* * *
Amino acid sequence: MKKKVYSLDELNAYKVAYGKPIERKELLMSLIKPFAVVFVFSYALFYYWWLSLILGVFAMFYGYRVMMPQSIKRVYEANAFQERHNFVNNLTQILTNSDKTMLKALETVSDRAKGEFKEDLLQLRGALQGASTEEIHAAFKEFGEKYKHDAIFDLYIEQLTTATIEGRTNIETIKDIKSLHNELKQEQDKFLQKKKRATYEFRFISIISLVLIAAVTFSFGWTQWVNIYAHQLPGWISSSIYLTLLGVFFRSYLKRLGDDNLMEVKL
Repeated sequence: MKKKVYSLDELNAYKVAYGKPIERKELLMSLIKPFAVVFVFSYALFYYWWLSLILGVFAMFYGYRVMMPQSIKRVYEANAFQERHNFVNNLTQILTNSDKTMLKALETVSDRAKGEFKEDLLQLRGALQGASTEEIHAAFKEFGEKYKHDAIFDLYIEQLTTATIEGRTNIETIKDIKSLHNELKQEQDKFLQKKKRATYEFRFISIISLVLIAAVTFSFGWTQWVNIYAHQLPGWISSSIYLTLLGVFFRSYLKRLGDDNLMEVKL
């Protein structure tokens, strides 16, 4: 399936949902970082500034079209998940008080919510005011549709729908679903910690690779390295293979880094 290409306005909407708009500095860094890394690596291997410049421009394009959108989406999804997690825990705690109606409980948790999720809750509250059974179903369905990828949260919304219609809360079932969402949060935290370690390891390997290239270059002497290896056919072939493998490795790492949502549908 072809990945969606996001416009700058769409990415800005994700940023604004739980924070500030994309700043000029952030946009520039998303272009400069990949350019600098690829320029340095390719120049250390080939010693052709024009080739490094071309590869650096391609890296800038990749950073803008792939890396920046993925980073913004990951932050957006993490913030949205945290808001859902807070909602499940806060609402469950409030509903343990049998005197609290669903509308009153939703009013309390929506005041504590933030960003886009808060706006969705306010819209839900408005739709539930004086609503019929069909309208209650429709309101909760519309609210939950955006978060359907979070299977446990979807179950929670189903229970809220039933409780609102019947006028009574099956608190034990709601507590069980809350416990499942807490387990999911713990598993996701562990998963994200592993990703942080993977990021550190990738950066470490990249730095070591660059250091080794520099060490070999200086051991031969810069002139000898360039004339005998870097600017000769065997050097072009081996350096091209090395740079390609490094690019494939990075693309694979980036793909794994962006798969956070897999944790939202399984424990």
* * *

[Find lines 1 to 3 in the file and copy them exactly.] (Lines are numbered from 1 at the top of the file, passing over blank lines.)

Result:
Amino acid sequence: MKKKVYSLDELNAYKVAYGKPIERKELLMSLIKPFAVVFVFSYALFYYWWLSLILGVFAMFYGYRVMMPQSIKRVYEANAFQERHNFVNNLTQILTNSDKTMLKALETVSDRAKGEFKEDLLQLRGALQGASTEEIHAAFKEFGEKYKHDAIFDLYIEQLTTATIEGRTNIETIKDIKSLHNELKQEQDKFLQKKKRATYEFRFISIISLVLIAAVTFSFGWTQWVNIYAHQLPGWISSSIYLTLLGVFFRSYLKRLGDDNLMEVKL
Repeated sequence: MKKKVYSLDELNAYKVAYGKPIERKELLMSLIKPFAVVFVFSYALFYYWWLSLILGVFAMFYGYRVMMPQSIKRVYEANAFQERHNFVNNLTQILTNSDKTMLKALETVSDRAKGEFKEDLLQLRGALQGASTEEIHAAFKEFGEKYKHDAIFDLYIEQLTTATIEGRTNIETIKDIKSLHNELKQEQDKFLQKKKRATYEFRFISIISLVLIAAVTFSFGWTQWVNIYAHQLPGWISSSIYLTLLGVFFRSYLKRLGDDNLMEVKL
């Protein structure tokens, strides 16, 4: 399936949902970082500034079209998940008080919510005011549709729908679903910690690779390295293979880094 290409306005909407708009500095860094890394690596291997410049421009394009959108989406999804997690825990705690109606409980948790999720809750509250059974179903369905990828949260919304219609809360079932969402949060935290370690390891390997290239270059002497290896056919072939493998490795790492949502549908 072809990945969606996001416009700058769409990415800005994700940023604004739980924070500030994309700043000029952030946009520039998303272009400069990949350019600098690829320029340095390719120049250390080939010693052709024009080739490094071309590869650096391609890296800038990749950073803008792939890396920046993925980073913004990951932050957006993490913030949205945290808001859902807070909602499940806060609402469950409030509903343990049998005197609290669903509308009153939703009013309390929506005041504590933030960003886009808060706006969705306010819209839900408005739709539930004086609503019929069909309208209650429709309101909760519309609210939950955006978060359907979070299977446990979807179950929670189903229970809220039933409780609102019947006028009574099956608190034990709601507590069980809350416990499942807490387990999911713990598993996701562990998963994200592993990703942080993977990021550190990738950066470490990249730095070591660059250091080794520099060490070999200086051991031969810069002139000898360039004339005998870097600017000769065997050097072009081996350096091209090395740079390609490094690019494939990075693309694979980036793909794994962006798969956070897999944790939202399984424990």